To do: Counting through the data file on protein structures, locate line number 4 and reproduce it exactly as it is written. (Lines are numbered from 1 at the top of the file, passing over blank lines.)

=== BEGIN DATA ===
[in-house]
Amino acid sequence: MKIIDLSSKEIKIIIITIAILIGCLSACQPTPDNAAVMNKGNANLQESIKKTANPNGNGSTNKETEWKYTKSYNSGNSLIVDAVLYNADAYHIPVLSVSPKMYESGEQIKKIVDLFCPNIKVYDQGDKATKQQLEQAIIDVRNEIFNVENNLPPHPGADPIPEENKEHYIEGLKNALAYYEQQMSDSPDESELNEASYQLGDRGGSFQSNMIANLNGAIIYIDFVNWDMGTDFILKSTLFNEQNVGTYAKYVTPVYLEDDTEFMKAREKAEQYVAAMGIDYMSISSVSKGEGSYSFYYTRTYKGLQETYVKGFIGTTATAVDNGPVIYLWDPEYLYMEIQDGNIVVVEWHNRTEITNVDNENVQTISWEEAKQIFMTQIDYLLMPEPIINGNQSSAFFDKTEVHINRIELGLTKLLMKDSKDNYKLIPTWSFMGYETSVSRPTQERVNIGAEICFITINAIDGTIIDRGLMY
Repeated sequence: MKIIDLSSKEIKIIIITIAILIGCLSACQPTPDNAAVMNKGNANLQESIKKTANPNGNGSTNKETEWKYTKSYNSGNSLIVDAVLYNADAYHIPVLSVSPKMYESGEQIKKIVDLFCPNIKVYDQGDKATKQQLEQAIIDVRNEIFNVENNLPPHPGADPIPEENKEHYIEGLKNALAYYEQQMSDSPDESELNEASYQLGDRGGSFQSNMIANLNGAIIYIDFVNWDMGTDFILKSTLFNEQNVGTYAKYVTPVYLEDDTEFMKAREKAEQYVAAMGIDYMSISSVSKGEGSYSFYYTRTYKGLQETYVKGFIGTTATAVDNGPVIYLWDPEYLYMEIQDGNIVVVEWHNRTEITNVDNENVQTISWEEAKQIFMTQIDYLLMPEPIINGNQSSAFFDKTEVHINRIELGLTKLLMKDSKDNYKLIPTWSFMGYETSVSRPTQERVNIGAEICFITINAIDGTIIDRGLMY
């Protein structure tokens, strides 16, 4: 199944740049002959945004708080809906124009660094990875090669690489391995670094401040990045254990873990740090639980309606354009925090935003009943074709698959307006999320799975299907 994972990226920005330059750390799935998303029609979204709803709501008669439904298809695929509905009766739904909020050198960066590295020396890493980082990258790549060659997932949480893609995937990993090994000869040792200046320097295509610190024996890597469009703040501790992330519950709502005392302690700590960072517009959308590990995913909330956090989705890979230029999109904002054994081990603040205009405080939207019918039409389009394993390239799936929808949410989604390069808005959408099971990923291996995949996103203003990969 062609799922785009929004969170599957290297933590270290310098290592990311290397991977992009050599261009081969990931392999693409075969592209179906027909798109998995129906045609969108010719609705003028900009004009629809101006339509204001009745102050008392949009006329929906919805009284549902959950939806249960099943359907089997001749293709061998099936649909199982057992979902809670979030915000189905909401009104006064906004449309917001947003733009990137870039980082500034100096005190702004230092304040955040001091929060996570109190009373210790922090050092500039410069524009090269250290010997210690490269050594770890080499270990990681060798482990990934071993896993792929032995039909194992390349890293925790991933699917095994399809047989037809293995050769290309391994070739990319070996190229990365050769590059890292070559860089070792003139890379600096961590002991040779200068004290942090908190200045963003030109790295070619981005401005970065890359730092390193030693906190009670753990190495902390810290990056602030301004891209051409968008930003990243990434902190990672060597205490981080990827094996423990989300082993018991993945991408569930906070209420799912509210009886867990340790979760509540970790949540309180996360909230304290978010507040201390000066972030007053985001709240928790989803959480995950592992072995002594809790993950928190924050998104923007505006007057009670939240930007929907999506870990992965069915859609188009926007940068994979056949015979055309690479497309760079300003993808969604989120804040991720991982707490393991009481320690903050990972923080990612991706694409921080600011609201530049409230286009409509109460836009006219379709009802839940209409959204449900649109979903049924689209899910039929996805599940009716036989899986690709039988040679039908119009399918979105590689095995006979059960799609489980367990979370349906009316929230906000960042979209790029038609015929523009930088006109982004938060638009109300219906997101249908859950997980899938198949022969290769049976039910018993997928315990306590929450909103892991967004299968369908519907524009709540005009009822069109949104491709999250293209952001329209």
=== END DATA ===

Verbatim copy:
């Protein structure tokens, strides 16, 4: 199944740049002959945004708080809906124009660094990875090669690489391995670094401040990045254990873990740090639980309606354009925090935003009943074709698959307006999320799975299907 994972990226920005330059750390799935998303029609979204709803709501008669439904298809695929509905009766739904909020050198960066590295020396890493980082990258790549060659997932949480893609995937990993090994000869040792200046320097295509610190024996890597469009703040501790992330519950709502005392302690700590960072517009959308590990995913909330956090989705890979230029999109904002054994081990603040205009405080939207019918039409389009394993390239799936929808949410989604390069808005959408099971990923291996995949996103203003990969 062609799922785009929004969170599957290297933590270290310098290592990311290397991977992009050599261009081969990931392999693409075969592209179906027909798109998995129906045609969108010719609705003028900009004009629809101006339509204001009745102050008392949009006329929906919805009284549902959950939806249960099943359907089997001749293709061998099936649909199982057992979902809670979030915000189905909401009104006064906004449309917001947003733009990137870039980082500034100096005190702004230092304040955040001091929060996570109190009373210790922090050092500039410069524009090269250290010997210690490269050594770890080499270990990681060798482990990934071993896993792929032995039909194992390349890293925790991933699917095994399809047989037809293995050769290309391994070739990319070996190229990365050769590059890292070559860089070792003139890379600096961590002991040779200068004290942090908190200045963003030109790295070619981005401005970065890359730092390193030693906190009670753990190495902390810290990056602030301004891209051409968008930003990243990434902190990672060597205490981080990827094996423990989300082993018991993945991408569930906070209420799912509210009886867990340790979760509540970790949540309180996360909230304290978010507040201390000066972030007053985001709240928790989803959480995950592992072995002594809790993950928190924050998104923007505006007057009670939240930007929907999506870990992965069915859609188009926007940068994979056949015979055309690479497309760079300003993808969604989120804040991720991982707490393991009481320690903050990972923080990612991706694409921080600011609201530049409230286009409509109460836009006219379709009802839940209409959204449900649109979903049924689209899910039929996805599940009716036989899986690709039988040679039908119009399918979105590689095995006979059960799609489980367990979370349906009316929230906000960042979209790029038609015929523009930088006109982004938060638009109300219906997101249908859950997980899938198949022969290769049976039910018993997928315990306590929450909103892991967004299968369908519907524009709540005009009822069109949104491709999250293209952001329209």